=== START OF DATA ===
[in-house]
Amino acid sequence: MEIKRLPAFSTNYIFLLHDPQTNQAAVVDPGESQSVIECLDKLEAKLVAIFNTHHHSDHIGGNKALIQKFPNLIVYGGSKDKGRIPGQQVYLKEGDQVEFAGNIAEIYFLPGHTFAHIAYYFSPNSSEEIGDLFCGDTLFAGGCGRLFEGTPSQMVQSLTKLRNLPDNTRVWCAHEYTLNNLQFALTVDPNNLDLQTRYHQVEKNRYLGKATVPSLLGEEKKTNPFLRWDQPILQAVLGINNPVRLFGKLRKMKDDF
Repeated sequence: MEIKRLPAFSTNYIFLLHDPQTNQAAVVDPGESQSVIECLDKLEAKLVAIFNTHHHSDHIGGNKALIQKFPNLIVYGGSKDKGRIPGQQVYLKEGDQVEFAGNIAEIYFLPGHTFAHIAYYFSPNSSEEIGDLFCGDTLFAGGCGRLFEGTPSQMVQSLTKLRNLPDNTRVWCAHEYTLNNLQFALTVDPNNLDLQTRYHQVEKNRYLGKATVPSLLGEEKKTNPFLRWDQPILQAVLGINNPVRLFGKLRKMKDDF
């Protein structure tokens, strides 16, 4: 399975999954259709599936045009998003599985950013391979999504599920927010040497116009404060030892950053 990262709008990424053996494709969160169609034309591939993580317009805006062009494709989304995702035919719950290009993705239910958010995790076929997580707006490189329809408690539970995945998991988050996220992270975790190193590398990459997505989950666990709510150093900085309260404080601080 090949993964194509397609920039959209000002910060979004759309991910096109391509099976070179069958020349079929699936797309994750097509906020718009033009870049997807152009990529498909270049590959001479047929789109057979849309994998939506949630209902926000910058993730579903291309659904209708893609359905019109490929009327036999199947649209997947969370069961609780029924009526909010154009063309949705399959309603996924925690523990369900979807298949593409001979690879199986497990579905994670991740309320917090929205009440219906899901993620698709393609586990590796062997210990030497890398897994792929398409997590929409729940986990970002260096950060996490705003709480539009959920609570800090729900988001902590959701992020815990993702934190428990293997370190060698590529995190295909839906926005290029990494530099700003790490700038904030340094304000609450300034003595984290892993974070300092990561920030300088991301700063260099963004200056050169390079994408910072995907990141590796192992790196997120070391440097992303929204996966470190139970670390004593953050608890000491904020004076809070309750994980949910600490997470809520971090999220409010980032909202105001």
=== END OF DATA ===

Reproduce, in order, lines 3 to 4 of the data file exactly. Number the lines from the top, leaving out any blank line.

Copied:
Repeated sequence: MEIKRLPAFSTNYIFLLHDPQTNQAAVVDPGESQSVIECLDKLEAKLVAIFNTHHHSDHIGGNKALIQKFPNLIVYGGSKDKGRIPGQQVYLKEGDQVEFAGNIAEIYFLPGHTFAHIAYYFSPNSSEEIGDLFCGDTLFAGGCGRLFEGTPSQMVQSLTKLRNLPDNTRVWCAHEYTLNNLQFALTVDPNNLDLQTRYHQVEKNRYLGKATVPSLLGEEKKTNPFLRWDQPILQAVLGINNPVRLFGKLRKMKDDF
């Protein structure tokens, strides 16, 4: 399975999954259709599936045009998003599985950013391979999504599920927010040497116009404060030892950053 990262709008990424053996494709969160169609034309591939993580317009805006062009494709989304995702035919719950290009993705239910958010995790076929997580707006490189329809408690539970995945998991988050996220992270975790190193590398990459997505989950666990709510150093900085309260404080601080 090949993964194509397609920039959209000002910060979004759309991910096109391509099976070179069958020349079929699936797309994750097509906020718009033009870049997807152009990529498909270049590959001479047929789109057979849309994998939506949630209902926000910058993730579903291309659904209708893609359905019109490929009327036999199947649209997947969370069961609780029924009526909010154009063309949705399959309603996924925690523990369900979807298949593409001979690879199986497990579905994670991740309320917090929205009440219906899901993620698709393609586990590796062997210990030497890398897994792929398409997590929409729940986990970002260096950060996490705003709480539009959920609570800090729900988001902590959701992020815990993702934190428990293997370190060698590529995190295909839906926005290029990494530099700003790490700038904030340094304000609450300034003595984290892993974070300092990561920030300088991301700063260099963004200056050169390079994408910072995907990141590796192992790196997120070391440097992303929204996966470190139970670390004593953050608890000491904020004076809070309750994980949910600490997470809520971090999220409010980032909202105001």